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Sleep easy – Valpas squashes the bedbug problem

Valpas has designed a smart bed leg-set for premium hotels that eliminates bed bugs.Valpas

Finnish startup Valpas has found a novel way to prevent bedbugs from contaminating hotel rooms, and is now setting its sight on beds worldwide.

Souvenirs are an integral part of the travel experience. Whether it’s a tee-shirt or trinket, there are myriad ways to bring a piece of your holiday home with you.

Then there are the not so nice reminders of your time away. Aside from whopping credit card bills, evidence of bedbugs is perhaps the least welcome takeaway from a trip.

Martim Gois can vouch for this. Returning from a dream trip to South-East Asia four-and-a-half years ago, he swiftly realised that some unwelcome stowaways had tagged along for the ride.

“My girlfriend had these bites and thought we had brought bed bugs with us,” he recalls. “She wouldn’t give me peace of mind until I got the pest controllers in.”

Once the company set to work fumigating their apartment, Gois quickly became frustrated with the pesticide solutions being utilised. Yet there was no non-chemical alternative available.

Bed bugs: the core focus of Valpas. The company is setting out to disrupt two industries at once with a team that has already proven themselves in the industry. Image: Istock.com/dblight

His irritation spurred him into action, leading to him establishing Finland’s first heat treatment system in 2013 with his fellow Aalto University classmates.

As the enterprise gathered momentum, the budding businessmen couldn’t shake a niggling truth that reared its head when tackling these unwelcome creepy crawlies.

“The issue of bedbugs has a stigma attached to it: it’s the biggest least talked about problem in the hospitality industry. We realised that the real issue is not extermination, but prevention. Valpas was born out of that insight.”

A leg-up on the competition

Currently, hotels’ bed bug detection is typically carried out manually, either by housekeepers or the guests themselves. According to Gois, Valpas’ solution hopes to leave this analogue approach without a leg to stand on.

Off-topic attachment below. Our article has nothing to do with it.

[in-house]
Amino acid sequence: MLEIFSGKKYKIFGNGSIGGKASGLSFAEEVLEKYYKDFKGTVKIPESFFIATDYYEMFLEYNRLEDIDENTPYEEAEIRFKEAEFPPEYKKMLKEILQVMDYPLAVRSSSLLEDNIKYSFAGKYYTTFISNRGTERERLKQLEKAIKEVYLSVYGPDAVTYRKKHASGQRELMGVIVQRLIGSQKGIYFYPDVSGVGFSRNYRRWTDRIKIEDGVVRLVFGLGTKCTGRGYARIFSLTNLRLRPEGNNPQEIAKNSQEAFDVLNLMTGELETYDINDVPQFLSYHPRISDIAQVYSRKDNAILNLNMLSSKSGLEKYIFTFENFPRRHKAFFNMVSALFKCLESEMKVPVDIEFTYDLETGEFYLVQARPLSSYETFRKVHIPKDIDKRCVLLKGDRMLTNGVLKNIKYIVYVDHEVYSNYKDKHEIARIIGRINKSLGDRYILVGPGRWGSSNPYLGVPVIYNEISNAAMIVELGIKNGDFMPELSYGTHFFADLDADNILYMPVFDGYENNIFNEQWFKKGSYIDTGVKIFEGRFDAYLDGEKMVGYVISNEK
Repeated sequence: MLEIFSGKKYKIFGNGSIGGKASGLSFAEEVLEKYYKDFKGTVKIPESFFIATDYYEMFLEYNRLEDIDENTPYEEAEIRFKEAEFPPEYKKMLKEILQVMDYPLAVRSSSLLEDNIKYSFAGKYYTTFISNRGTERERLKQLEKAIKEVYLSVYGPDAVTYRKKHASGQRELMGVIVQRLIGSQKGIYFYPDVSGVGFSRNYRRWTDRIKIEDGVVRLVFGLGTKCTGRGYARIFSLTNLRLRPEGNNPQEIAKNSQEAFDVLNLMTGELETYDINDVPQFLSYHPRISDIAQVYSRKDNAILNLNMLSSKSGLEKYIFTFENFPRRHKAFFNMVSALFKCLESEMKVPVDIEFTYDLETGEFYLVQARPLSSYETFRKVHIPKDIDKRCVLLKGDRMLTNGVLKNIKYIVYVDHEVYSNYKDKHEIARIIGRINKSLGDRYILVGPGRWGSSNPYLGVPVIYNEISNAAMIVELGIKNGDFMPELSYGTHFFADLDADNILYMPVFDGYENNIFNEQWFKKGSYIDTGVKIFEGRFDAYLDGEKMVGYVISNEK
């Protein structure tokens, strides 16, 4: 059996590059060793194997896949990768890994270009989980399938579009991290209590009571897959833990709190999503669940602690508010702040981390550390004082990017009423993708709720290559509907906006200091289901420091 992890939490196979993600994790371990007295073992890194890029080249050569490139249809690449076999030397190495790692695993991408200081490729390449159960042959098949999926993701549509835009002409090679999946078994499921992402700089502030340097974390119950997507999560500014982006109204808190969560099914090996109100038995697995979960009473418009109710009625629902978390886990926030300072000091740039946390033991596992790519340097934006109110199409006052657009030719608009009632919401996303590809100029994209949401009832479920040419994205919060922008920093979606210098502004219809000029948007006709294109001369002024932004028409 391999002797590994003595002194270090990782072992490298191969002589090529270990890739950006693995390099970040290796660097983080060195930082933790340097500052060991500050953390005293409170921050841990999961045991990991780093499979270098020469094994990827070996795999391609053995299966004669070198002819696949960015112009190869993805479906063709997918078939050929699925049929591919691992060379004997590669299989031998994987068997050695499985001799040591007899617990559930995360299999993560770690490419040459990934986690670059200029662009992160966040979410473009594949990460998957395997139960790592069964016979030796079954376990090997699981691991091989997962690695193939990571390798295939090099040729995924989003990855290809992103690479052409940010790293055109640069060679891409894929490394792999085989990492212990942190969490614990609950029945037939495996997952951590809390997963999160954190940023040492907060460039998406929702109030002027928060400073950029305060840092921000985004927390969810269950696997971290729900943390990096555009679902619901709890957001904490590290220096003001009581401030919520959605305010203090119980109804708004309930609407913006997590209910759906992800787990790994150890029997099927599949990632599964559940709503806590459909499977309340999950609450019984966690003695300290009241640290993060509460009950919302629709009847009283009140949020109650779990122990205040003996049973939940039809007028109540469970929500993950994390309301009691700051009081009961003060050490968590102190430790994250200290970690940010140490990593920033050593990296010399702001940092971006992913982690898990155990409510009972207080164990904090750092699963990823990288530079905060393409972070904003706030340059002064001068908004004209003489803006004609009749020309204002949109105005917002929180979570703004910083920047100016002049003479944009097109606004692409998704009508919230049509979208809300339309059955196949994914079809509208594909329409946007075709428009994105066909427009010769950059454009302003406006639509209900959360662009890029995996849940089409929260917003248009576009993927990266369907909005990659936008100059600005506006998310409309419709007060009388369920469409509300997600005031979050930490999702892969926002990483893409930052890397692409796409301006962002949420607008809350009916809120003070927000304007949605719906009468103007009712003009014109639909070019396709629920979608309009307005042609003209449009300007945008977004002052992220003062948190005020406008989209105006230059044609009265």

“The hotel replaces its existing bed legs with our smart bed legs. If any bugs are introduced to the room, they are captured inside an integrated trap in the leg which prevents them from doing harm.”

All bed legs in the whole hotel are connected via a smart Bluetooth mesh network, the result of a collaboration with Finnish company Wirepas. This sends real-time room status updates and notifications of prevented incidents to the Valpas web app via a single gateway.

All of the company’s founders studied at Aalto University. “The idea of Aalto is when you combine business, engineering and design, you get great teams that create innovative and valuable concepts,” Martim Gois says. “We’re living proof of that.” Image: Valpas

The low-energy Bluetooth network also means that batteries don’t need to be replaced on a regular basis, further facilitating ease-of-use for hotel managers.

“A battery’s lifetime is up to six years, and a hotel bed is replaced every 5-10 years,” Gois points out.

The solution provides 24-hour tracking, seven days a week. This constant state of alertness also informs the company’s name.

Valpas is a Finnish word which means being aware and being awake,” Gois explains. “The solution is built for those aware and awake travellers and hotels that want to make the most out of their travel experiences.”

Sleep carefree in future

Now it’s time to eradicate bedbugs around the world. The company has established an office in Dubai and is set to collaborate with seven leading hotels in the city, seeking to capitalise on the luxurious range of accommodation in the world’s fourth most visited city destination.

Closer to home, Gois remains hopeful that Valpas’ fresh solution will enjoy rapid Europe-wide expansion.

“The hospitality industry is super conservative; there has really been nothing new since the minibar,” he observes. “Once someone introduces an innovative product to both hotels and guests, it can spread pretty quickly.”

Looking to the horizon, the company also foresees the solution being applied outside hotels. Whatever the accommodation type, student housing or otherwise, Gois underlines Valpas’ overall goal of improving public health.

“If someone chooses to work, then they might as well work on something that has a positive environmental or social impact,” he outlines. “If we manage to keep hotels safe and give travellers peace of mind, this is something super useful and valuable for the whole world. Our vision for the long term is to advance happier travel in a more holistic way.”

Last year, the company raised a 120 000-euro pre-seed round from Reactor Ventures, Icebreaker.vc and an angel investor. “We pitched it as a completely out of the box idea,” Gois says. Image: Valpas
By: James O’Sullivan